We don’t thank God enough

A tag line I decided to steal from my beautiful Nandz… We really hardly thank God enough for the mercy and love he has shown us through and through…

So, the one thing, to this day, I can ever really thank God for, is a beautiful mind… One of my most used and prized possessions and I’m grateful that it was Taylor made just to fit my persona, interests and just my body size.

At times, I find it unfathomable and quite complex to be myself, and this, of all things, is a true beauty. My luring abnormality, and my well nourished conceptualisation of different matters in life, are glory and praise worthy…

Thus, again, for a beautiful mind most deserving of pennies and pounds per thought, I thank You…

― Andrea Gibson, The Madness Vase

“The nutritionist said I should eat root vegetables.
Said if I could get down thirteen turnips a day
I would be grounded, rooted.
Said my head would not keep flying away
to where the darkness lives.

The psychic told me my heart carries too much weight.
Said for twenty dollars she’d tell me what to do.
I handed her the twenty. She said, “Stop worrying, darling.
You will find a good man soon.”

The first psycho therapist told me to spend
three hours each day sitting in a dark closet
with my eyes closed and ears plugged.
I tried it once but couldn’t stop thinking
about how gay it was to be sitting in the closet.

The yogi told me to stretch everything but the truth.
Said to focus on the out breath. Said everyone finds happiness
when they care more about what they give
than what they get.

The pharmacist said, “Lexapro, Lamicatl, Lithium, Xanax.”

The doctor said an anti-psychotic might help me
forget what the trauma said.

The trauma said, “Don’t write these poems.
Nobody wants to hear you cry
about the grief inside your bones.”

But my bones said, “Tyler Clementi jumped
from the George Washington Bridge
into the Hudson River convinced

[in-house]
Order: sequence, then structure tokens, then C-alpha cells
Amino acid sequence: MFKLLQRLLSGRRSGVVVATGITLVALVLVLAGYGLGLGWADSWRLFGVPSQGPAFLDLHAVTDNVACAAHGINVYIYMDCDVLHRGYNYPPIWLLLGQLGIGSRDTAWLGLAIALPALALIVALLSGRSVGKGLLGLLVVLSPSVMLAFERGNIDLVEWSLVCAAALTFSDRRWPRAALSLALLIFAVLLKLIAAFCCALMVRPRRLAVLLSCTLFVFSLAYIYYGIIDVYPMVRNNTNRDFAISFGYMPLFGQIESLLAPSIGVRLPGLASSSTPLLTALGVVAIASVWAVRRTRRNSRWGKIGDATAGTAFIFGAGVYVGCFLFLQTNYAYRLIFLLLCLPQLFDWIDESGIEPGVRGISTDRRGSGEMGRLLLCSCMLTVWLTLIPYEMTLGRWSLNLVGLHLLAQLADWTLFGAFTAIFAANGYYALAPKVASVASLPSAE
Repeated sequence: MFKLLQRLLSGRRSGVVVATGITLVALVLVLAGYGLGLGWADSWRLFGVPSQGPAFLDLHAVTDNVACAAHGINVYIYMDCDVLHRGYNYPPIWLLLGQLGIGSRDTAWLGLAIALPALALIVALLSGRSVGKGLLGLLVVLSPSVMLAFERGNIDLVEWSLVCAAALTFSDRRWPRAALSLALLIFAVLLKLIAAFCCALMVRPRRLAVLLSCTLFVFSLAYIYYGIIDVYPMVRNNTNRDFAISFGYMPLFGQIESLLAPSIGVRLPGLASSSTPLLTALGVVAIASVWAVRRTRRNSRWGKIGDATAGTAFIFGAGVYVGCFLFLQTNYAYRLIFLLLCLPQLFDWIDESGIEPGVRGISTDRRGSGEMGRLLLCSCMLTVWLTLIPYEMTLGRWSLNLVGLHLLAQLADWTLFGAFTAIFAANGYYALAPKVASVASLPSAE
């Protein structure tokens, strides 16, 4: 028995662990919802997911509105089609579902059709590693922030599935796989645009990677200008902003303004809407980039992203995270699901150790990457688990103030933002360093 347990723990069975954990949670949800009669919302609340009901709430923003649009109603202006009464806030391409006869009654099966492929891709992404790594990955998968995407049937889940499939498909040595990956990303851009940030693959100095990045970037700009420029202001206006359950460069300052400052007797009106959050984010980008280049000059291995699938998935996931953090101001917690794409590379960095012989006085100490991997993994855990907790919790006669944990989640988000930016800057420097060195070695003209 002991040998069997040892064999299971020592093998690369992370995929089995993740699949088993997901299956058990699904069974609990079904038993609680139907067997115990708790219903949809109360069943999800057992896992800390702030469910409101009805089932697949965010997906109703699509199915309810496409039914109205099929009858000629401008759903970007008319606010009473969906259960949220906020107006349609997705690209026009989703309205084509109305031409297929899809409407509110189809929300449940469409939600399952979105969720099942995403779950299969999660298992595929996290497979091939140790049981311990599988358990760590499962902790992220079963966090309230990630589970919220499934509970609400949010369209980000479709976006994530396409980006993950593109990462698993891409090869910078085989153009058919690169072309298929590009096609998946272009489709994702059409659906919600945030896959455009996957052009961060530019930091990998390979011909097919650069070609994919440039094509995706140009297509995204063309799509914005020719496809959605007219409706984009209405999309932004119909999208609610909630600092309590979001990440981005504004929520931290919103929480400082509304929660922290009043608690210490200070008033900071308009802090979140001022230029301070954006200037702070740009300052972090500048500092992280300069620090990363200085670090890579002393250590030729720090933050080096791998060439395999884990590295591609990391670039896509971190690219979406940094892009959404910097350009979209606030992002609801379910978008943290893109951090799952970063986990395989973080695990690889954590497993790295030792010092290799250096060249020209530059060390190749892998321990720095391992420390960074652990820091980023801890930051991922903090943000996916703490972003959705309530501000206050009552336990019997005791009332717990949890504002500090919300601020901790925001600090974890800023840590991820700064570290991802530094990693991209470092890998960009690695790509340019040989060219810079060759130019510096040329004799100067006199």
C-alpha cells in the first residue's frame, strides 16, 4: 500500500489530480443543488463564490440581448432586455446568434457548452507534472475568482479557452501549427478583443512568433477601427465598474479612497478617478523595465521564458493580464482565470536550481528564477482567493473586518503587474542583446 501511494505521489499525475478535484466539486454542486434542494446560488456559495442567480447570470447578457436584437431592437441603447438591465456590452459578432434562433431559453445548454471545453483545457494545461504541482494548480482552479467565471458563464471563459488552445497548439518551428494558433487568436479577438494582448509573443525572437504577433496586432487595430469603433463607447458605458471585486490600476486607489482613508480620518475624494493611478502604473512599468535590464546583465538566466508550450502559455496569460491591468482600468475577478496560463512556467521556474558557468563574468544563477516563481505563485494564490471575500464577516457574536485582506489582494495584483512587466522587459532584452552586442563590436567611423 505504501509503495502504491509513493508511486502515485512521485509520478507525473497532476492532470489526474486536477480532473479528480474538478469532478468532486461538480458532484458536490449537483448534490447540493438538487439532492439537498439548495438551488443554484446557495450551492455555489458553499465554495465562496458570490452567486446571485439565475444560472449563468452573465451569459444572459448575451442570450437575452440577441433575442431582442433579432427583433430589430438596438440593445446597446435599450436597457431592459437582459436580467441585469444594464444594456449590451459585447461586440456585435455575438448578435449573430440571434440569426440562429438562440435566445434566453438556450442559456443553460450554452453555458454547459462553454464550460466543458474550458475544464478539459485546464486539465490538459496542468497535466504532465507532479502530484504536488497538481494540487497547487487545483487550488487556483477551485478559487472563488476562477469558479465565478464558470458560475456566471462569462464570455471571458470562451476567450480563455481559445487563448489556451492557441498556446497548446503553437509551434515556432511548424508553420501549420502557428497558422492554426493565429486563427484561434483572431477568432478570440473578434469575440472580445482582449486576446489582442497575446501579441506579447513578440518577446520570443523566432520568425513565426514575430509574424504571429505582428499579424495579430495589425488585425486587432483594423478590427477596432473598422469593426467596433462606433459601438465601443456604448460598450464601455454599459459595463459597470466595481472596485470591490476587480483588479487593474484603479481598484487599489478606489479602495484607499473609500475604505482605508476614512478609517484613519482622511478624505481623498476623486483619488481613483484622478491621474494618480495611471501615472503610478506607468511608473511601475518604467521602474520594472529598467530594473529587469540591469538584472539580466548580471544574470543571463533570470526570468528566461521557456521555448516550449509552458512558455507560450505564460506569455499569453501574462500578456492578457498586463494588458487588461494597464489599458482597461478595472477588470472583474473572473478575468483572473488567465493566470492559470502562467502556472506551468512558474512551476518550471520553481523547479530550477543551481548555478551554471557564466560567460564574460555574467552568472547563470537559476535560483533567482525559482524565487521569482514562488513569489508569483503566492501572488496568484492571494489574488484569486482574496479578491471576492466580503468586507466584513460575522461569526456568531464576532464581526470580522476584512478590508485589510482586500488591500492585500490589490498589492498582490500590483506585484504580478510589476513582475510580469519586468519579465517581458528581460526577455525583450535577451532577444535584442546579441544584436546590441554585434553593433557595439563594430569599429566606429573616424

he was entirely alone.”

My bones said, “Write the poems.” 

― Andrea Gibson, The Madness Vase

Job vs Qualification

What is more important to an individual? is it your job or your qualification? How do you separate the two and does your employer value your qualification and aligns it with your job title?

I have found myself working for an IT company where none of the managers are academically qualified. They basically got their positions based on merit, most have been with the organisation for more than 5 years and have thus, “worked” their way to the “top”. I went in fresh from University, a fresh graduate, which to me made it seem like my qualification was valued. The prerequisite for the job indicated that I had to be a finance graduate, or a graduate with a financial background. When I got here, to the realisation that no one had a degree, or even a diploma, and the people with actual qualifications were put on an internship program, which to me spells out CHEAP LABOUR.

Employers sell us the “experience” story, but when you actually get to the workplace, you find that your qualification is not even considered when you they do salary valuation.

After spending exorbitant amounts and time trying to get a degree, you get to a working environment that doesn’t quite value that particular qualification. The issue this raises with me is as follows, How are we suppose to encourage the youth to go out and get their degrees, when the workplace has countlessly proven and has gone as far as saying, your qualification isn’t valued? We need a middle ground, whereby we can still convince individuals to go out there and better their careers through studies, but also making sure they are studying towards “Valued” career paths.

I’m glad my qualification wasn’t taken into consideration because this led to me being introduced to a new type of world, but let us make it known to the future what is required by our economy, while encouraging them to be what they have always wanted to be,